Tuesday, January 16, 2007

Third Sunday after Epiphany - C1

Years C
Nehemiah 8:1-3, 5-6, 8-10

There is still a teaching function for the followers of Levi. It is one thing to be high and lifted up, repeating holy words, and another to walk among people. Without the last part of verse 7 and all those named in verses 4 and 7 we lose the teaching function and only have the ceremonial left.

It is this ceremonial function, even of good words from the past, that so often gets us in trouble. Eliciting emotion is the key here - ritual crowd behavior (raising hands or lighters), corporate confession and moaning, and expectation of prosperity get us to lockstep. Standing only on ceremony we don't stand outside the judgment of the past, so easily revised, moment by moment, until we no longer know ourselves. We don't claim any worth for today qua today, as that is for the magic book to decide for us. We don't dare risk what little we have or a lot that we dream about and play the lottery for.

Of course the teaching of the Levites might well simply support the ceremonial. But the integrity of teaching may also allow us ask for background information, corroborating evidence, and rational expectation of consequences for mass behavior.

For the moment I will hope that even though my tongue doesn't wrap itself smoothly around Jeshua, Bani, Sherebiah, Jamin, Akkub, Shabbethai, Hodiah, Maaseiah, Kelita, Azariah, Jozabad, Hanan, and Pelaiah that they will receive some mention for doing what they could to humanize past laws understood to be from a holy one. To help people understand their situation can be revolutionary and liberating.

= = = = = = =

word by word
phrase by phrase
sentence by sentence
paragraph by paragraph
chapter by chapter
book by book
and back the other way

we look for the key perspective
is it a word?
a phrase?
a sentence?
a chapter?
a book?

what is the unit of meaning?
does it come in a blinding flash?
a day-long sermon?

how do word folk
interpret to sentence folk
book folk to paragraph folk?

one of these days we may yet stumble across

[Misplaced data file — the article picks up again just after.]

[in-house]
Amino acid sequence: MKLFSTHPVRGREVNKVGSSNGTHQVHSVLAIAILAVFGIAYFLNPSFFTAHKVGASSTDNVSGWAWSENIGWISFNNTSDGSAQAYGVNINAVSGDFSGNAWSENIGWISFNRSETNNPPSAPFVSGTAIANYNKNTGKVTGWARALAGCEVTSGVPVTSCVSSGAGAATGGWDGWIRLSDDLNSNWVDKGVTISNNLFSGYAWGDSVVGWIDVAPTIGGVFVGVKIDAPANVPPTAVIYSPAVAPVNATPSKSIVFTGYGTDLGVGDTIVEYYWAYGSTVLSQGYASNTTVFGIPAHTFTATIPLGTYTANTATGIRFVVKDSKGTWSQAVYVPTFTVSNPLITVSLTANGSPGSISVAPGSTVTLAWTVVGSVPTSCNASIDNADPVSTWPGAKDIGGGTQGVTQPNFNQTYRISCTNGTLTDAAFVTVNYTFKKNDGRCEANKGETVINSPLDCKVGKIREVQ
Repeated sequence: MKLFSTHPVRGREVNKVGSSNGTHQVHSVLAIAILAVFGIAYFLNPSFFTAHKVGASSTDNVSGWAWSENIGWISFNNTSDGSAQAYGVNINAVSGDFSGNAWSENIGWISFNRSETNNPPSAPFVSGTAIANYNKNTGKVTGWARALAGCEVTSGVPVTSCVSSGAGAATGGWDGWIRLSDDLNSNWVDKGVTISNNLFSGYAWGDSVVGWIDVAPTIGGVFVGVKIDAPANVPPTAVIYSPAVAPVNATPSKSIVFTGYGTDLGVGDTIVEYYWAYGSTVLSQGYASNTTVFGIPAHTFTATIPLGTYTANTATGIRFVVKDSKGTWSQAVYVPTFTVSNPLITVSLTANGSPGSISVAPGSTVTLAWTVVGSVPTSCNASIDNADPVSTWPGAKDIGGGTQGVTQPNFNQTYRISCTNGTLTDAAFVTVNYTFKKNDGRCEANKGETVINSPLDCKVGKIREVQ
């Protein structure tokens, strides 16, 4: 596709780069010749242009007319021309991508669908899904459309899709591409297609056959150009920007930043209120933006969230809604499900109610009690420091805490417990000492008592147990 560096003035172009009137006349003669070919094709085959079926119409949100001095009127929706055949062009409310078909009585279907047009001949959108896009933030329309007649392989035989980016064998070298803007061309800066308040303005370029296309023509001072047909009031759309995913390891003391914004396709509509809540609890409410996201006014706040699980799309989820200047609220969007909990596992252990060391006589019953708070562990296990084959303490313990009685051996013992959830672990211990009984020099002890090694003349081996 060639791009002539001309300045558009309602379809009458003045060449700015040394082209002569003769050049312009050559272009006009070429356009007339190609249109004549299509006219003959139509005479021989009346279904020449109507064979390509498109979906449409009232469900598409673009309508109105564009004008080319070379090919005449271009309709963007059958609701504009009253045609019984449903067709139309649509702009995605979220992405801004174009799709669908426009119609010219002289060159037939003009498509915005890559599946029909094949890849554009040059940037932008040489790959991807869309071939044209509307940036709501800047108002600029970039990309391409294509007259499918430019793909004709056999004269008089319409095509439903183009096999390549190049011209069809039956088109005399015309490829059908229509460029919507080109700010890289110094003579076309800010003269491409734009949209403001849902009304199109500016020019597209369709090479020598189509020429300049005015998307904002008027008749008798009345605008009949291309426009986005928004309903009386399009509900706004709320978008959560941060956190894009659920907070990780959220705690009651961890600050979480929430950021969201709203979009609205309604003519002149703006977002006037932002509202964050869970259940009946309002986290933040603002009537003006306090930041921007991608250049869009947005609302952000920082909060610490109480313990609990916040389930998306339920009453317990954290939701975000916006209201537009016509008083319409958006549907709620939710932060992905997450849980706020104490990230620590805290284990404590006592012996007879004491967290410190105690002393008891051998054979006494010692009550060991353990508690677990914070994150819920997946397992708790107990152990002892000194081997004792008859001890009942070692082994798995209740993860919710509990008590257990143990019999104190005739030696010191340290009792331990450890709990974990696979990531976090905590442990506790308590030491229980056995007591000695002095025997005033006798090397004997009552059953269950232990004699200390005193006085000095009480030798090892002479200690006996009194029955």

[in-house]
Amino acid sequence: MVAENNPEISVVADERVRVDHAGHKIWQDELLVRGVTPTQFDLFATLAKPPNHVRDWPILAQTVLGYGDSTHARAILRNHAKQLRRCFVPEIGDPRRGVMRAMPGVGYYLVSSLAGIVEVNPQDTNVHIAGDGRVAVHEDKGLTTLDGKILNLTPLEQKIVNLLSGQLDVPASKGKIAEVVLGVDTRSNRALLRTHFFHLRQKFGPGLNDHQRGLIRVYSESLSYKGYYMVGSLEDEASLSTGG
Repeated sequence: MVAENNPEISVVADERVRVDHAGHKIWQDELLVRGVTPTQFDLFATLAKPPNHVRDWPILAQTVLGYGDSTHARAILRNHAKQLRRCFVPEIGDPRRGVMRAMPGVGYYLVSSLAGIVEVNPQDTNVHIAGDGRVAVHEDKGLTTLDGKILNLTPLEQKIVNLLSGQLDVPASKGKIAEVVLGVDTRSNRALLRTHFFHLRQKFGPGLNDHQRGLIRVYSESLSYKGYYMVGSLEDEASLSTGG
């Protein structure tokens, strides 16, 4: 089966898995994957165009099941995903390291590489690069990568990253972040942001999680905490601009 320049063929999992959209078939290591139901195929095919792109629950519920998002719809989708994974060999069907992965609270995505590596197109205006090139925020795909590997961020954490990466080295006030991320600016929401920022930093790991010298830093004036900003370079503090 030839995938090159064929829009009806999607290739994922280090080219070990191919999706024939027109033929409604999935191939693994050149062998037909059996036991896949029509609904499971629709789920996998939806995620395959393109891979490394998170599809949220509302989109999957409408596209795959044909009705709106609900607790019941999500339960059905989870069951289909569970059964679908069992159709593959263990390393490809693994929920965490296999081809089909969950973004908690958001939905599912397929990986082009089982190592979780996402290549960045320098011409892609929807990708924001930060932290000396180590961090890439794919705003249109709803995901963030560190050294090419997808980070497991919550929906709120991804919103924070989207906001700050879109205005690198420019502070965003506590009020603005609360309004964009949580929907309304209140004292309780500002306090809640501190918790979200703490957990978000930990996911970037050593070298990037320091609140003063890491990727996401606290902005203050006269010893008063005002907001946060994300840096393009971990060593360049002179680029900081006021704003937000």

a universal solvent for communication
perhaps a babble fish
perhaps an understanding heart

until then we walk among ourselves
proclaiming and muttering
may we do it as well and as kindly
as we can


  1. And what won't leave me is what the efforts of the teachers causes among the people. The interpretation occasions understanding among the people and understanding causes weeping. These are not tears of gratitude, but tears of mourning and weeping. Why would we mourn when we understand God's law, our source and our separateness, a gift given to us by the Lord. Is it grief at the pain and loss of meeting God's will for our life? Grief and loss in becoming separate, returning to our source and all that we must leave behind in doing so? Or it is mourning at just how far we've left behind the law - grief at just how "un-separate" or unholy we have become. True understanding brings on powerful feelings of remorse, of loss, of pain in all we must leave behind. But Ezra exhorts the people - go forth and celebrate! (and share with others) because God finds our understanding to be a holy thing. Our remorse at the distance between us and the law and our sadness at having to travel once again to the law (and all we must leave behind in doing so) are an occassion of holiness for the Lord. Our seeing, our understanding, our turning back are things to be celebrated. And when our journeys are visited again by these griefs, these mournings, it is our God's joy at our understanding that will sustain us on the journey. That will be our strength. Understanding what God requires os us brings great grief and mourning, but we can participate in and be sustained by God's joy at our understanding.